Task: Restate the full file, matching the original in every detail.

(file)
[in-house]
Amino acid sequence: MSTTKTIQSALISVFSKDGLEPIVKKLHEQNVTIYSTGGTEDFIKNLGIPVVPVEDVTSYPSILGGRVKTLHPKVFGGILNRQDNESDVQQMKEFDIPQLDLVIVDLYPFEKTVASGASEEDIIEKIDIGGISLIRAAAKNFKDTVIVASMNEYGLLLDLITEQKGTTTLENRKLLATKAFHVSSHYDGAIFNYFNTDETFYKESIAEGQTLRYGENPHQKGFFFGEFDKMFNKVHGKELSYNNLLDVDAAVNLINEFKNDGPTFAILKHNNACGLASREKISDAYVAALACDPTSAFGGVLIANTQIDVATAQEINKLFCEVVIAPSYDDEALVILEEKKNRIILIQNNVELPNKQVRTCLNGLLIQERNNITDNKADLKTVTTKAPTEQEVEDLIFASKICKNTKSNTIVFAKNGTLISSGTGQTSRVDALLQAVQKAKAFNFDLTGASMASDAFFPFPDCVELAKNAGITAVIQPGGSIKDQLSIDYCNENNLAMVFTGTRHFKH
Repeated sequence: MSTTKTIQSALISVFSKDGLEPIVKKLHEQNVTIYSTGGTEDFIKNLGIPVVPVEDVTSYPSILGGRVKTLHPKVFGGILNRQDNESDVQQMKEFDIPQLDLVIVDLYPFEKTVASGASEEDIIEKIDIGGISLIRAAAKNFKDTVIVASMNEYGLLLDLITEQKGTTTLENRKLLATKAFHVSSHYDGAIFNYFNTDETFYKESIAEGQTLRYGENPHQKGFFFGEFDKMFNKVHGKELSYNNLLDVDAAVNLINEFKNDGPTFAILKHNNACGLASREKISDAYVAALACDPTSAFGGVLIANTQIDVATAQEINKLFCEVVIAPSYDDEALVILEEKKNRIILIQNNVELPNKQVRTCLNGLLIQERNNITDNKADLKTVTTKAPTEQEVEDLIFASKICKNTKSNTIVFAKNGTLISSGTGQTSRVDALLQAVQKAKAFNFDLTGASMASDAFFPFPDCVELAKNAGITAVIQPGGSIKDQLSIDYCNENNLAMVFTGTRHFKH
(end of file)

[in-house]
Amino acid sequence: MSTTKTIQSALISVFSKDGLEPIVKKLHEQNVTIYSTGGTEDFIKNLGIPVVPVEDVTSYPSILGGRVKTLHPKVFGGILNRQDNESDVQQMKEFDIPQLDLVIVDLYPFEKTVASGASEEDIIEKIDIGGISLIRAAAKNFKDTVIVASMNEYGLLLDLITEQKGTTTLENRKLLATKAFHVSSHYDGAIFNYFNTDETFYKESIAEGQTLRYGENPHQKGFFFGEFDKMFNKVHGKELSYNNLLDVDAAVNLINEFKNDGPTFAILKHNNACGLASREKISDAYVAALACDPTSAFGGVLIANTQIDVATAQEINKLFCEVVIAPSYDDEALVILEEKKNRIILIQNNVELPNKQVRTCLNGLLIQERNNITDNKADLKTVTTKAPTEQEVEDLIFASKICKNTKSNTIVFAKNGTLISSGTGQTSRVDALLQAVQKAKAFNFDLTGASMASDAFFPFPDCVELAKNAGITAVIQPGGSIKDQLSIDYCNENNLAMVFTGTRHFKH
Repeated sequence: MSTTKTIQSALISVFSKDGLEPIVKKLHEQNVTIYSTGGTEDFIKNLGIPVVPVEDVTSYPSILGGRVKTLHPKVFGGILNRQDNESDVQQMKEFDIPQLDLVIVDLYPFEKTVASGASEEDIIEKIDIGGISLIRAAAKNFKDTVIVASMNEYGLLLDLITEQKGTTTLENRKLLATKAFHVSSHYDGAIFNYFNTDETFYKESIAEGQTLRYGENPHQKGFFFGEFDKMFNKVHGKELSYNNLLDVDAAVNLINEFKNDGPTFAILKHNNACGLASREKISDAYVAALACDPTSAFGGVLIANTQIDVATAQEINKLFCEVVIAPSYDDEALVILEEKKNRIILIQNNVELPNKQVRTCLNGLLIQERNNITDNKADLKTVTTKAPTEQEVEDLIFASKICKNTKSNTIVFAKNGTLISSGTGQTSRVDALLQAVQKAKAFNFDLTGASMASDAFFPFPDCVELAKNAGITAVIQPGGSIKDQLSIDYCNENNLAMVFTGTRHFKH